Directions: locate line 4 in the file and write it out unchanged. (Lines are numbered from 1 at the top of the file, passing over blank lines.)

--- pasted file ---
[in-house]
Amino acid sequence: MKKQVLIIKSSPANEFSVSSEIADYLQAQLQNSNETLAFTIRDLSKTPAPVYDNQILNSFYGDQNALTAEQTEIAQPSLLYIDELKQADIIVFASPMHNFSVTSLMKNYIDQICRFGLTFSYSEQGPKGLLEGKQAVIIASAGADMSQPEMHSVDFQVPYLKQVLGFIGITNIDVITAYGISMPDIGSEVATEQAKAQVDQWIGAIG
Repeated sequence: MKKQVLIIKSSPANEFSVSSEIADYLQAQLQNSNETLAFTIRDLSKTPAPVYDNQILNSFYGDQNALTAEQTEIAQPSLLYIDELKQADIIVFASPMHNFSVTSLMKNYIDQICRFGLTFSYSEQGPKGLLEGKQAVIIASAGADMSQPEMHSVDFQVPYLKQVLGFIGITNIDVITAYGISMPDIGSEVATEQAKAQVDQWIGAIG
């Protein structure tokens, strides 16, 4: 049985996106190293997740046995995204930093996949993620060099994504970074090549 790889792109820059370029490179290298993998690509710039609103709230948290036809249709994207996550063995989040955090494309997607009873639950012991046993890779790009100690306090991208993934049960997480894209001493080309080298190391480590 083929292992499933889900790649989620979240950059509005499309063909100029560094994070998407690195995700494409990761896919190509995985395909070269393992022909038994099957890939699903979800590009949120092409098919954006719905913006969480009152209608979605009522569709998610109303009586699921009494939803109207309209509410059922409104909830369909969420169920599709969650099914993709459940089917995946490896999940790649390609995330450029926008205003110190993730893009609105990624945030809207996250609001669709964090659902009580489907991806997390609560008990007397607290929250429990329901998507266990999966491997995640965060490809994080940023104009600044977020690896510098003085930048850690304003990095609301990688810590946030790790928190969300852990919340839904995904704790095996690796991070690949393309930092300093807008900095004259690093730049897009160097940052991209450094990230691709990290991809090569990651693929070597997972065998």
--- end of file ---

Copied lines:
């Protein structure tokens, strides 16, 4: 049985996106190293997740046995995204930093996949993620060099994504970074090549 790889792109820059370029490179290298993998690509710039609103709230948290036809249709994207996550063995989040955090494309997607009873639950012991046993890779790009100690306090991208993934049960997480894209001493080309080298190391480590 083929292992499933889900790649989620979240950059509005499309063909100029560094994070998407690195995700494409990761896919190509995985395909070269393992022909038994099957890939699903979800590009949120092409098919954006719905913006969480009152209608979605009522569709998610109303009586699921009494939803109207309209509410059922409104909830369909969420169920599709969650099914993709459940089917995946490896999940790649390609995330450029926008205003110190993730893009609105990624945030809207996250609001669709964090659902009580489907991806997390609560008990007397607290929250429990329901998507266990999966491997995640965060490809994080940023104009600044977020690896510098003085930048850690304003990095609301990688810590946030790790928190969300852990919340839904995904704790095996690796991070690949393309930092300093807008900095004259690093730049897009160097940052991209450094990230691709990290991809090569990651693929070597997972065998």